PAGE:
It is addressed differently across cultures, lifestyles, and religions, and it can be difficult to find the right words to say when in the company of someone who is dying. I have spent a lot of time working with hospice patients, and I bore witness to the varying degrees of memory loss and cognitive decline that accompany aging and disease.

The patients I worked with had diverse stories and interests, and although we might have had some trouble understanding each other, we found ways to communicate that transcended any typical conversation.

I especially learned a lot from patients severely affected by dementia.

They spoke in riddles, but their emotions were clearly communicated through their facial expressions and general demeanor, which told a story all on their own.

We would connect through smiles and short phrases, yes or no questions, but more often than not, their minds were in another place. Some patients would repeat the details of the same event, over and over, with varying levels of detail each time.

Others would revert to a child-like state, wondering about their parents, about school, and about family and friends they hadn't seen in a long time.

I often wondered why their minds chose to wander to a certain event or time period and leave them stranded there before the end of their life. Was an emotionally salient event reinforcing itself in their memories?

Was their subconscious trying to reconnect with people from their past? All I could do was agree and follow their lead because the last thing I wanted to do was break their pleasant memory.

I felt honored to be able to spend time with them, but I couldn't shake the feeling that I was intruding on their final moments, moments that might be better spent with family and loved ones. I didn't know them in their life, so I wondered how they benefited from my presence in their death.

However, after learning that several of the patients I visited didn't have anyone to come to see them, I began to cherish every moment spent, whether it was in laughter or in tears. Several of the patients never remembered me. Each week, I was a new person, and each week they had a different variation of the same story that they needed to tell me.

In a way, it might have made it easier to start fresh every week rather than to grow attached to a person they would soon leave.

Usually, the stories were light-hearted.

They were reliving a memory or experiencing life again as if it were the first time, but as the end draws nearer, a drastic shift in mood and demeanor is evident.

A patient who was once friendly and jolly can quickly become quiet, reflective, and despondent. I've seen patients break down and cry, not because of their current situation, but because they were mourning old ones. These times taught me a lot about how to be just what that person needs towards the end of their life.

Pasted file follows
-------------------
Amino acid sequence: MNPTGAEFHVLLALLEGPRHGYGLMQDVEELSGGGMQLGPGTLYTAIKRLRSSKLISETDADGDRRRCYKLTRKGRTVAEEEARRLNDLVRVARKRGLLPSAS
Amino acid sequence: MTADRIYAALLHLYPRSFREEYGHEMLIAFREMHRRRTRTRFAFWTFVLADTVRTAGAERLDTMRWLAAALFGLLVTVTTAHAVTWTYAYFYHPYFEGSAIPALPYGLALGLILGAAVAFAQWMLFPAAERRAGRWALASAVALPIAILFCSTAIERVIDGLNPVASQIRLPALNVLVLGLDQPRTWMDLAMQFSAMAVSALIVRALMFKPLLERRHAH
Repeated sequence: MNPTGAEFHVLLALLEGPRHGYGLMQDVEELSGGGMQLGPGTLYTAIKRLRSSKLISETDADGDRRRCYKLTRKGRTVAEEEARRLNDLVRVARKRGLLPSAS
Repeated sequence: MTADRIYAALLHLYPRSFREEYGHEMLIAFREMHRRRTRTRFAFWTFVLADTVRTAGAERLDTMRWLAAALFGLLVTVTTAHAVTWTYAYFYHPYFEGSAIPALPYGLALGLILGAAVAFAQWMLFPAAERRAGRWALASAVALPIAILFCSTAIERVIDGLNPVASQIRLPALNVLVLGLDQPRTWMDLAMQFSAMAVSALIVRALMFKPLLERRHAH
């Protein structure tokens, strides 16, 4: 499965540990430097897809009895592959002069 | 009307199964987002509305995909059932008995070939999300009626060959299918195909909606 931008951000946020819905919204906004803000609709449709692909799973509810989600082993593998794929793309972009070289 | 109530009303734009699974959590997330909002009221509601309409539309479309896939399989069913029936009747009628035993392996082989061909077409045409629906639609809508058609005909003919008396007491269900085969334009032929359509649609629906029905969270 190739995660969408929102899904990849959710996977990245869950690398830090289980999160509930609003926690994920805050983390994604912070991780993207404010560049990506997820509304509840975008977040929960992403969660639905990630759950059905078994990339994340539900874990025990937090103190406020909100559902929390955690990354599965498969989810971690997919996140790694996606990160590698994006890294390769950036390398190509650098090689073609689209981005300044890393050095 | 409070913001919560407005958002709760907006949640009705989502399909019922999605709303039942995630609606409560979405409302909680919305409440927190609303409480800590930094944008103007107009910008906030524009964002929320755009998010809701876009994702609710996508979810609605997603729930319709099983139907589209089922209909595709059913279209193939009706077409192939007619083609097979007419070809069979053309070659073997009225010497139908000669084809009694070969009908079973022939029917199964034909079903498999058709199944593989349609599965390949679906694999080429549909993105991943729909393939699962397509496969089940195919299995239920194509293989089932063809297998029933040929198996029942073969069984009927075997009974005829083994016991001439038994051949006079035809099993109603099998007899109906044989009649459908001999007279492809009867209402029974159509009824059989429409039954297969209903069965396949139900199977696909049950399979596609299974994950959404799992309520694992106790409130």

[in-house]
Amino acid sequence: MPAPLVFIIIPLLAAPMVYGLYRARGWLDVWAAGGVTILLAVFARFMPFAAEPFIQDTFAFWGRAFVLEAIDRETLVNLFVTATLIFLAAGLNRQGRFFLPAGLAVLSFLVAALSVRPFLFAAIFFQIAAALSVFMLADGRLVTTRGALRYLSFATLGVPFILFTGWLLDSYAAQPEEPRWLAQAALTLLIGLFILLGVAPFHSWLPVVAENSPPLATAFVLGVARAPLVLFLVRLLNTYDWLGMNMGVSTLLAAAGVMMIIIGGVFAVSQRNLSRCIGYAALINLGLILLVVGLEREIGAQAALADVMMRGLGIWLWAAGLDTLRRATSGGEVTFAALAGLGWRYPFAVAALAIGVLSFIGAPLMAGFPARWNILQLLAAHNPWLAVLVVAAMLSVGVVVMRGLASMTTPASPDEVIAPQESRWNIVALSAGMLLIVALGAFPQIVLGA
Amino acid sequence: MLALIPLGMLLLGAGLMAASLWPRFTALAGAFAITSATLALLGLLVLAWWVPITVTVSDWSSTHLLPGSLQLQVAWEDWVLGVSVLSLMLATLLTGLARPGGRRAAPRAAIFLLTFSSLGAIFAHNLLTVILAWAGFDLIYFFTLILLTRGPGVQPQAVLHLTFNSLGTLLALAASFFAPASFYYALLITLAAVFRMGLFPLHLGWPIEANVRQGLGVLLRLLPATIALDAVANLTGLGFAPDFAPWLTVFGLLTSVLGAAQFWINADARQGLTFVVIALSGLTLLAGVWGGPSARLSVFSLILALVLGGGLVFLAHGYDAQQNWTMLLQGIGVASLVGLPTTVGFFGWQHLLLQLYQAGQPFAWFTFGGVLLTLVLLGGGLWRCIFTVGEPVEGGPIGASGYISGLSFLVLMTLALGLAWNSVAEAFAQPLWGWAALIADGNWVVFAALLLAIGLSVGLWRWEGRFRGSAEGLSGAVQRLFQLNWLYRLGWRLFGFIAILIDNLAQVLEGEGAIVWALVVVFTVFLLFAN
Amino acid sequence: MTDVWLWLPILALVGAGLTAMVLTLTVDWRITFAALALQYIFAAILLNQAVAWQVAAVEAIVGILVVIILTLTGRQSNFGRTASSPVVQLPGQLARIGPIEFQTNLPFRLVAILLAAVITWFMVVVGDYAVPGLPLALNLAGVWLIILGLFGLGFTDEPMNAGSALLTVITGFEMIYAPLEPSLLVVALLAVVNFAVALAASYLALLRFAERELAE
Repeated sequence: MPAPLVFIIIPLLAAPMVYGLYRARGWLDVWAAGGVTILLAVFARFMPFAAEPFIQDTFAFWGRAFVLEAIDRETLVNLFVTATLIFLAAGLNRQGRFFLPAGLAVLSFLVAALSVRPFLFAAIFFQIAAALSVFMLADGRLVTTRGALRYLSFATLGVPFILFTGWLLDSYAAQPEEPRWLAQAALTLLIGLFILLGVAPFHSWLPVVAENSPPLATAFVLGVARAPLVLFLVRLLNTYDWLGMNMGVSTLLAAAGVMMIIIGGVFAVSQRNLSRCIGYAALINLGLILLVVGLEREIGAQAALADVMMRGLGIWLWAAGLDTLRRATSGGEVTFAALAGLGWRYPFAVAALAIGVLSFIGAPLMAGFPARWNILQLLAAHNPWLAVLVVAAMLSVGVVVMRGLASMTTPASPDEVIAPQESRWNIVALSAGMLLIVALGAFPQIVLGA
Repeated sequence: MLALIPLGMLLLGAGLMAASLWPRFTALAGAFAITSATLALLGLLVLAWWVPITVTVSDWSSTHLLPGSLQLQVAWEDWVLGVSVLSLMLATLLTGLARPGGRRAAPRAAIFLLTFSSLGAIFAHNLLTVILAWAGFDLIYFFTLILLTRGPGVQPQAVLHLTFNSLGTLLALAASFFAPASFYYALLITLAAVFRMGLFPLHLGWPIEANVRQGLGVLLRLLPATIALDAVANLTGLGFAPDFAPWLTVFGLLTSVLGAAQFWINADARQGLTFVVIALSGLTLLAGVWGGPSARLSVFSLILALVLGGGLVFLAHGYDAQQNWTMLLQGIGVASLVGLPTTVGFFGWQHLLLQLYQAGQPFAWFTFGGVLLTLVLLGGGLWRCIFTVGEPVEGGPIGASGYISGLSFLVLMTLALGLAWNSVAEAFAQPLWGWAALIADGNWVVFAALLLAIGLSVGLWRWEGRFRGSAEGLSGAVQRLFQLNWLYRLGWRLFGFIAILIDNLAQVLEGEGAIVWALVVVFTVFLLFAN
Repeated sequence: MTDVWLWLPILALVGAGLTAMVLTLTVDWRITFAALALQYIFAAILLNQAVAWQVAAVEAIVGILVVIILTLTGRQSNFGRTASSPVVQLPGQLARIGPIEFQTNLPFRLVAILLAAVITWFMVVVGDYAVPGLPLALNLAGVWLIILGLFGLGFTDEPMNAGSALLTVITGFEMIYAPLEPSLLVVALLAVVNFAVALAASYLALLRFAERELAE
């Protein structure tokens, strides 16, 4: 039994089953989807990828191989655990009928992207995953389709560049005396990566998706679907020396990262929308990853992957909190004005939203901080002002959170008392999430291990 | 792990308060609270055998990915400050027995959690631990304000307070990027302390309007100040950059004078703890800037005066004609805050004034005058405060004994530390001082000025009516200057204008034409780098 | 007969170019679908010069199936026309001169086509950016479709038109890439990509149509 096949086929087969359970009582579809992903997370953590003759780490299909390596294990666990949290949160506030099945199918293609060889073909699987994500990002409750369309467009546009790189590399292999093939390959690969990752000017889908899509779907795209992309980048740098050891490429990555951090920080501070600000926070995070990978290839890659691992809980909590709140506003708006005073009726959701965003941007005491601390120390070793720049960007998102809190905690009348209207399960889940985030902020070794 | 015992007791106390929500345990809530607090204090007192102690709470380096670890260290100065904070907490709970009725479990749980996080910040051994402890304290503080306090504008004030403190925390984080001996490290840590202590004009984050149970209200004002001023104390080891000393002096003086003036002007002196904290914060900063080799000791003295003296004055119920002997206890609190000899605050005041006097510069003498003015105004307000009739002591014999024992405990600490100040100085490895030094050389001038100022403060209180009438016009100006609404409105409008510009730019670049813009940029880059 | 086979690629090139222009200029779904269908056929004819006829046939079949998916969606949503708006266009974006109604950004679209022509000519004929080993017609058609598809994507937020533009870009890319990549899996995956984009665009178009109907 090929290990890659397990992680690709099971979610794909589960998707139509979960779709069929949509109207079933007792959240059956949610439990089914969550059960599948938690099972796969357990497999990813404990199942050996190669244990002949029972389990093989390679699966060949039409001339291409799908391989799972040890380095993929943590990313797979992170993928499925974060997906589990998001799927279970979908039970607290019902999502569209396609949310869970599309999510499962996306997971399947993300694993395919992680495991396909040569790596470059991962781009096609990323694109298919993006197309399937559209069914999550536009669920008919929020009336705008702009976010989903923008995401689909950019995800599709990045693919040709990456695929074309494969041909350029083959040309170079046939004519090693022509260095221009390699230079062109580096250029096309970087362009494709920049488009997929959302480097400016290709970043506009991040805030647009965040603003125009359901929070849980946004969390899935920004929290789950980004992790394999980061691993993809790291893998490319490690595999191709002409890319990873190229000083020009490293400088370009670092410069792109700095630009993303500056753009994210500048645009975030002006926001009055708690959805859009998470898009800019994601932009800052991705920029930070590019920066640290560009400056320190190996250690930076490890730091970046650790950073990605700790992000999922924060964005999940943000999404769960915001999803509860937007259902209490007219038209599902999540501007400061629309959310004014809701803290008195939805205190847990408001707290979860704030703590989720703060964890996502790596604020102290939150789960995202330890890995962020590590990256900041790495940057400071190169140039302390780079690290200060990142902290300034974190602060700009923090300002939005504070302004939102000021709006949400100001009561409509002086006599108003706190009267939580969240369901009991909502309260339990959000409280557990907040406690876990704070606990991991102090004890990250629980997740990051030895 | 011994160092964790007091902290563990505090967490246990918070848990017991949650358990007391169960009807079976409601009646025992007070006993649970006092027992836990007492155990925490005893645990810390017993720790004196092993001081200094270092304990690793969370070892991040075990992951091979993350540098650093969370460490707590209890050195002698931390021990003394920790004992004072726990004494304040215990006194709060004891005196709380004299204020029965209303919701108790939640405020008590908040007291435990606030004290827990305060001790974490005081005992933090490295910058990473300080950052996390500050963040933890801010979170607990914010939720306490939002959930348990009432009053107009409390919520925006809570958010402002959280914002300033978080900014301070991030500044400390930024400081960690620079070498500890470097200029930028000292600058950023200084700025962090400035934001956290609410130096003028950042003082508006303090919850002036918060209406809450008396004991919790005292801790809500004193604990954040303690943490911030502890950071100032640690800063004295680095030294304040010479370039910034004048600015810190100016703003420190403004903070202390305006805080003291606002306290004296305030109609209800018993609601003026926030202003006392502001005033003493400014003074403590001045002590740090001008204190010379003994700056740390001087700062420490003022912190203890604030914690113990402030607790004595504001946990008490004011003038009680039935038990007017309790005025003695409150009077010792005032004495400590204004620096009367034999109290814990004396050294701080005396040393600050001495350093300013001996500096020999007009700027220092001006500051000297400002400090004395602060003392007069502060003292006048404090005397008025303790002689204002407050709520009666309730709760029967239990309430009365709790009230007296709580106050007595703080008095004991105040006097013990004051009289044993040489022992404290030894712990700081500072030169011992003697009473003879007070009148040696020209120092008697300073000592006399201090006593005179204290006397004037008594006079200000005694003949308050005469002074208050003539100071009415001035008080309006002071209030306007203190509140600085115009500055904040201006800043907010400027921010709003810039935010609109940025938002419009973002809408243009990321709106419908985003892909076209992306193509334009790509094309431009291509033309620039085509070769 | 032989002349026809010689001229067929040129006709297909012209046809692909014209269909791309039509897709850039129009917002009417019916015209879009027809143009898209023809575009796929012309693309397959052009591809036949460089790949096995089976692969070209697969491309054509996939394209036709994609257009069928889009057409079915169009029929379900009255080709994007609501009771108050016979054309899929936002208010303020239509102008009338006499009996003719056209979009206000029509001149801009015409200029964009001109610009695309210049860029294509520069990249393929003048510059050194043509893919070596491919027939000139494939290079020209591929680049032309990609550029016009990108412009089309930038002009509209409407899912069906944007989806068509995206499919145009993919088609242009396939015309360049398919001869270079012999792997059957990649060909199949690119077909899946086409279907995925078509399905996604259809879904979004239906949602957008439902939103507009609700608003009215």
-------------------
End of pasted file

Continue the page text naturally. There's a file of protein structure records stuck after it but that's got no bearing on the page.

I didn't need to understand why they were upset or what they wanted to say.

The somber tone and tired eyes let me know that what they had to say was important and worth hearing. What mattered most is that someone who cared was there to hear it.

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Life Is So Much More Than Ourselves

The lives we live are really so much bigger than just ourselves.

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I hope people hear this loud and clear when I say that this generation of people and quite frankly our society as a whole has become one of the most selfish to date. I really hope people reading this don't take it as me calling people out, "throwing shade" or bashing humanity, I'm just trying to put out a call to action but in a more blunt way.

This generation subconsciously lives by the "me, my, mine" lifestyle. Everything is all about us, and what we want and immediate satisfaction or gratification from the things that we do in life. We always want someone to notice what we are doing, that we did it and we want to be acknowledged for it. Our wants and desires power so much of what we do and how we react to what others do and so on and so forth. Also, kind of piggybacking on that, we tend to believe or live by the idea that, "yeah it happens, but it's never gonna happen to me" which can be a major issue when it comes to decision making. This is because we don't think about how it affects anyone but ourselves, usually in the immediate sense rather than the long term.

With that being said it can become an issue when we choose to ignore the other things going on around us like, "oh, someone else will get it." and then things like the trash epidemic and the state at which our planet and country is in now. We have become so self-absorbed that it's to hell with everything else. The places that we call home and the world that we know is falling apart and we are all just gonna sit by and watch like nothing is happening.

I am tired of the mentality that we as a society live in, and how we try to desperately to look great on social media but do nothing about it in real life. It is time that things change and we are the ones changing it.